La La Land (2016)


[This is a review from the 2016 Chicago International Film Festival. La La Land opens nationwide December 16th.]

“I’m a phoenix rising from the ashes.”

Perhaps the best way to describe the experience of watching La La Land is to borrow a blurb from Plato. “Music is a moral law. It gives soul to the universe, wings to the mind, flight to the imagination, and charm and gaiety to life and to everything.” Pretentiousness aside in quoting a philosopher, the film is all of these things as well as a masterpiece, a vehicle playing the soundtracks of past musicals while driving off into an uncharted horizon of newness. Odes and homages come with a nod and a wink, somehow maintaining a marital loyalty to the genre’s history whilst courting the fresh young face in the crowd. The affair works because La La Land is such a smooth distillation of inner passion, conveying the love and loneliness of life through the kind of kaleidoscopic daydream you won’t want to be wrestled from. You’re looking at one of 2016’s finest.


Part of what makes La La Land so digestible is how traditionally its story is told. For all of the on-screen theatrics and flair, we’re left to watch creative dreamers mightily struggle to succeed in a Los Angeles drenched by primary colors. Seas of deep blues, sunflower yellows, poppy field reds, Amazonian greens. The colors are elemental to the picture’s incremental steps forward in its themes of sadness and joy and love and renewal. We first identify these emotions echoed in the A Star is Born turn from Emma Stone as Mia. She’s equal parts college dropout, barista on the Warner Bros. lot, and failing actress for the last six years. Mia is on the brink of abandon. Then she stumbles into a jazz club, hears a sad man playing a sad tune, and what seems like a series of chance encounters is elevated to pure cinematic serendipity.


That jazz pianist is Sebastian (Ryan Gosling). He’s a bit of a hermit, maybe because he likes it that way. Sebastian – a strict traditionalist – believes in the integrity of his dying art form. He explains this to Mia through frenzied opinion. She sits listening like “The Thinker,” fists under her jaw, clearly in disagreement but caught up in the moment. With these two characters, La La Land dwells somewhere in a place of coplanar existence, teetering between Sebastian’s forfeitable goals and Mia’s undefined ambitions. Each person is their own. That said, the film only works because of the obvious affection these two performers have for one another. Gosling’s years as a young Mouseketeer and his recent revelation for comedic timing make him a perfect addition as a man who makes love to his keys while making us laugh through his awkward love. Stone, once again, shows that her talent knows no limits as Mia runs the full gamut of expressible emotions. Both are deserving of being included in their respective Oscar fields. Whether or not that happens, they earned it.


And so has director Damien Chazelle, who in only his third feature has made an almost frustratingly off the charts film. Its appeal is rampant yet still harnessed. There are only two faults to be found throughout. The first is a non-issue, specifically because its sporadic use of musical numbers makes it feel more like an actual film than a stage routine. But in one inexcusable shot, La La Land falls for my biggest movie pet peeve. While Mia and Sebastian walk the WB lot, there’s a front facing camera and distanced tracking shot edited together with clashing dialogue hardly ever close to matching the actual mouthed movements. But Chazelle’s film is about kind, honest, compassionate people who have imperfections and allow others to admire their peccadilloes. To critique La La Land is to dig for a needle in a haystack. Scour hard enough and long enough and you’ll find the flaw. Please don’t. Dive in, and if you’re pricked, I assure you the wound is bandaged almost immediately.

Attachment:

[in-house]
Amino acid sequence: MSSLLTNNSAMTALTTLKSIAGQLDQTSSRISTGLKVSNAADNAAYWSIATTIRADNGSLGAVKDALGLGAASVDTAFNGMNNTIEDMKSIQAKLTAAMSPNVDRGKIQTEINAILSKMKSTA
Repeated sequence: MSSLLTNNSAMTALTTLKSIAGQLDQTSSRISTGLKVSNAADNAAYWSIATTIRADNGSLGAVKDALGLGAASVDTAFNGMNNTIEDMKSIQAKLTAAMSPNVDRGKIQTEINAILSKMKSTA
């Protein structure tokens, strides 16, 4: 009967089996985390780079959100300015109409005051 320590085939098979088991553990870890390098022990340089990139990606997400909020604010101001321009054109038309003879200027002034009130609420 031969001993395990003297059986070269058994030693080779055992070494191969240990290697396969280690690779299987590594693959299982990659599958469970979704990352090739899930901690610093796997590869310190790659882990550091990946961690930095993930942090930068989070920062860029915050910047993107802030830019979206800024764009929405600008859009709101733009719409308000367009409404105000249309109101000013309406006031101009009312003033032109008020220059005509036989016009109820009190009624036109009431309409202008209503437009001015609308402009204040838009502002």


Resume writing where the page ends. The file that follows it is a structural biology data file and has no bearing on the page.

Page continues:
La La Land will be one of the year’s most awarded films. From the performances to the set design. From Chazelle’s writing and directing to Linus Sandgren’s ambitious cinematography, especially a breathtaking 5 minute pseudo one-shot open, all edited to Tom Cross’ speed and pace. You’ll be whistling Justin Hurwitz’s original compositions and score on your way out. The movie plays right into the Academy’s recent voting trends by being about a Hollywood of then and now, but backs up all of its scope and ambition with grit and caliber. I urge you to see this film on the big screen, in a crowded theater, seated next to a person you want to share the experience with. And then revel in its final sequence.


Chazelle chooses to end the film by telling us the entire story in mere minutes. It’s the happy version of life juxtaposed against an unavoidable reality, stylized in the manner of Jacques Demy’s classics while borrowing the warmth of An American in Paris. La La Land just hits so many nails on the head, not least of which is a longing to love. To walk that person you think you might like home even if it’s out of your way. To enjoy their company even if it’s awkward. And to be engrossed by the shared little moments and the nervous quietude without feeling silenced. It’s in all of these drawn out breaks where fondness can be found in possibility. La La Land builds a home there, its foundation steady, doors unlocked, shutters open, a well tread welcome mat and a doorbell broken from years of use. Invite yourself in. Make yourself comfortable. You won’t want to leave.

“Here’s to the ones who dream.”

Rating: 5 out of 5

6 responses to “La La Land (2016)

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